Is water in boxes better than water in plastic?
Boxed water continues to pop up. The first one I learned about is Agua2GO, which comes in a Tetra Pak box lined with polyethylene. Why is this better than a plastic bottle? Three quarters of the package is made from paper (though not recycled paper). Does you community recycle Tetra Pak (or similar) gabletop containers? Mine (New York City) does, but many don’t. In fact, according to this study (commissioned by Tetra Pak), the recycling rate for these containers in the U.S. is five percent, versus 20 percent for PET bottles (the type most frequently used for half-liter and liter-size bottled water). PET plastic bottles are one of the most widely collected type of plastic in curbside programs nationwide (though bottled water has a lower recycling rate than other beverages in PET).
Like some other bottled-water companies, Agua2GO admits that it’s a far better thing to drink tap water in a reusable container than to buy single-use bottles, but if you’ve just got to buy a disposable, please buy ours. (Keeper Springs, which doesn’t even bother with an “eco” bottle and sends its profits to the Waterkeeper Alliance, takes this tack.)
Agua2GO ‘s website doesn’t mention where its water comes from – it’s more about form than content. Boxed Water Is Better, which I’ll just go ahead and call BWIB, reveals that it’s purified water from a Michigan tap. It comes in a black-and-white Tetra Pak (about 90 percent paper). Plant It Water (so called because the company plants a tree for every container purchased) also comes in a Tetra Pak, this one made with “60 percent renewable resources,” aka trees. No recycled content. The water comes from a spring in Ontario. (To learn more about the environmental impact of transporting water, see the Pacific Institute’s report, “Energy Implications of Bottled Water.”) BWIB claims some eco-cred for shipping its containers flat, while those who bottle in plastic send empties around the world. In fact, Nestle Waters, the largest springwater purveyor in the U.S., forms its bottles where it fills them, and Coco-Cola, which makes Dasani, recently announced it will start doing the same.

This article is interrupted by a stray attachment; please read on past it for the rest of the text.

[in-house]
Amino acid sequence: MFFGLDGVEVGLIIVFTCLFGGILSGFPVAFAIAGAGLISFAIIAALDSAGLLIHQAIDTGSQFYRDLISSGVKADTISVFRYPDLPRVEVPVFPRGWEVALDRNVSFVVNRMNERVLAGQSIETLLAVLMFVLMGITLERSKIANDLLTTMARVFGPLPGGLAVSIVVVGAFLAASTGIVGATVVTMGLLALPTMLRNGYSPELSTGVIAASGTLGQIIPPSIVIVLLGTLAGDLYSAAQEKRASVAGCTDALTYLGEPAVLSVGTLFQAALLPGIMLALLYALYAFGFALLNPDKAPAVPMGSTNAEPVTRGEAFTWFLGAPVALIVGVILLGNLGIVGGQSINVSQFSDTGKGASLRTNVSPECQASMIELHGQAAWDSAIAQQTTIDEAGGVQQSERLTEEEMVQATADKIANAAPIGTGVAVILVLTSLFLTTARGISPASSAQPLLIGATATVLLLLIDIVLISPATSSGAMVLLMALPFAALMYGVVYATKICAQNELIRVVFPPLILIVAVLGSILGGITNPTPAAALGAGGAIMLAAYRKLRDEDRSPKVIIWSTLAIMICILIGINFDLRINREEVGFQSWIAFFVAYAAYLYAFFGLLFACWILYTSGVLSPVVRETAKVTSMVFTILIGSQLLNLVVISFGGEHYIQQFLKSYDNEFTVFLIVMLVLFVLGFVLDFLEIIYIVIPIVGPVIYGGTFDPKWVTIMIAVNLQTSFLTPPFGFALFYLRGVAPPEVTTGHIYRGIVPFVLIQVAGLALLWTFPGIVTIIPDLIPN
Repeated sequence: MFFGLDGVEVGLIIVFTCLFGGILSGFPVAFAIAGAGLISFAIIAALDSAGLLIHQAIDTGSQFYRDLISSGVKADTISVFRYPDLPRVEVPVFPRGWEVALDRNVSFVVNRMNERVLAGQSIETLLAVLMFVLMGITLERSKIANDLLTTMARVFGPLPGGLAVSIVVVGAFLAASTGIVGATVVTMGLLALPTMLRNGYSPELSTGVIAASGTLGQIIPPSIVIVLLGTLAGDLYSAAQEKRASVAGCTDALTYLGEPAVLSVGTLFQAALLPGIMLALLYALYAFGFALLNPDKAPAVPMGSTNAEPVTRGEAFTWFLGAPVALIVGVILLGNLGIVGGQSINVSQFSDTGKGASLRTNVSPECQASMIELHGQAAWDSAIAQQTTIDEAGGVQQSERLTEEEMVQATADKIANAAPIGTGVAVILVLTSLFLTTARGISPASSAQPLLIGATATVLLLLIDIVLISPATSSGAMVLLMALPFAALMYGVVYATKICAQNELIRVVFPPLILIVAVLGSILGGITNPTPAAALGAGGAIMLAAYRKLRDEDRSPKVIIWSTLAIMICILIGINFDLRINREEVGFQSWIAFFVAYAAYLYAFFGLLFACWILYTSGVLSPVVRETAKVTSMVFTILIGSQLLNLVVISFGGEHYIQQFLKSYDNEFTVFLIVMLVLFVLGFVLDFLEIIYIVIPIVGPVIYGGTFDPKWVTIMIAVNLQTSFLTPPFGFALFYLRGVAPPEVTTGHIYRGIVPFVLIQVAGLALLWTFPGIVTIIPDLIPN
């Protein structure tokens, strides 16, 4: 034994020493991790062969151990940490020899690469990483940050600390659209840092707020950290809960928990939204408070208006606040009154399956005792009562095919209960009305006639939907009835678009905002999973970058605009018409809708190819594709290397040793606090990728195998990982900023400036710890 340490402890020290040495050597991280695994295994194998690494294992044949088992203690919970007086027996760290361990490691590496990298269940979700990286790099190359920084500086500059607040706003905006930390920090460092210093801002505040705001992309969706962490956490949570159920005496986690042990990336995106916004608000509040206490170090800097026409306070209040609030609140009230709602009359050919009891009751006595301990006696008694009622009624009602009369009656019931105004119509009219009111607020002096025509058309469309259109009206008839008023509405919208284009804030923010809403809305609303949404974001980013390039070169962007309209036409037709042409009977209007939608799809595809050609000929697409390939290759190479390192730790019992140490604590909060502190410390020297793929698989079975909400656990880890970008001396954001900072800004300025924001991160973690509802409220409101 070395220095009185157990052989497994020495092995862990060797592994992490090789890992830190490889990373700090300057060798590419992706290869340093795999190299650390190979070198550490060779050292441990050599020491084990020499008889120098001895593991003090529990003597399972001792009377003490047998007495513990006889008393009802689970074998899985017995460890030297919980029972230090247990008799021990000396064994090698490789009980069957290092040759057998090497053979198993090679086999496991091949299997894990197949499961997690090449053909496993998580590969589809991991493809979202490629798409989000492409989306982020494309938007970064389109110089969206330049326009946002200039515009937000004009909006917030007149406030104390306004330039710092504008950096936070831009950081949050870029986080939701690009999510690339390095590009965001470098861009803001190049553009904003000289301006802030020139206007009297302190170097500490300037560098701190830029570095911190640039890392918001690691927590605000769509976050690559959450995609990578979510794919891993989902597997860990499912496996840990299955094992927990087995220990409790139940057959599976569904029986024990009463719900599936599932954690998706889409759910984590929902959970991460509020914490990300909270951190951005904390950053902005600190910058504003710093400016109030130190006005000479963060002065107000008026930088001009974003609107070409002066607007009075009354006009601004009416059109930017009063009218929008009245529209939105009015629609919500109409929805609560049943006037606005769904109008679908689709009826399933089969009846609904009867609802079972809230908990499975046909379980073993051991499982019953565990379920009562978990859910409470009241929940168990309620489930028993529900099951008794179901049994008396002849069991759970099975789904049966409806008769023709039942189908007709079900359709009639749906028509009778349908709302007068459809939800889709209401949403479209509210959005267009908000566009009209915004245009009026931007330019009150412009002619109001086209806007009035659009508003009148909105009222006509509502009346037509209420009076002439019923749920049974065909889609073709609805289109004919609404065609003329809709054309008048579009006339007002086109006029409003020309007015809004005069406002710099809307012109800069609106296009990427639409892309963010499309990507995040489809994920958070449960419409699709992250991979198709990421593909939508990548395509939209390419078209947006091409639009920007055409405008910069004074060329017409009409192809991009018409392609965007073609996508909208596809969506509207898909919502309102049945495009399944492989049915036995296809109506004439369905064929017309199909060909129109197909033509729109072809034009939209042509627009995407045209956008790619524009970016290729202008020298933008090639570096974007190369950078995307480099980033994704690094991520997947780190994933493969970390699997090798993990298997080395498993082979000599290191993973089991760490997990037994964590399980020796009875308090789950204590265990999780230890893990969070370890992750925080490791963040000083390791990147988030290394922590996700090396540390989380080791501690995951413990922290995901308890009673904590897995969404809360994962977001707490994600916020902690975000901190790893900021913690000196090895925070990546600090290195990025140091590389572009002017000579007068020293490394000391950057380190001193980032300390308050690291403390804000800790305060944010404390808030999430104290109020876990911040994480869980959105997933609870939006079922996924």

I could spend a lot of time looking at life cycle analyses of these products. But the point I want to make is that these packages perpetuate the idea that it’s okay to buy water in single-use disposable packaging. In my humble opinion, we don’t need to reduce our guilt for buying convenience products, we need to buy fewer of them in the first place.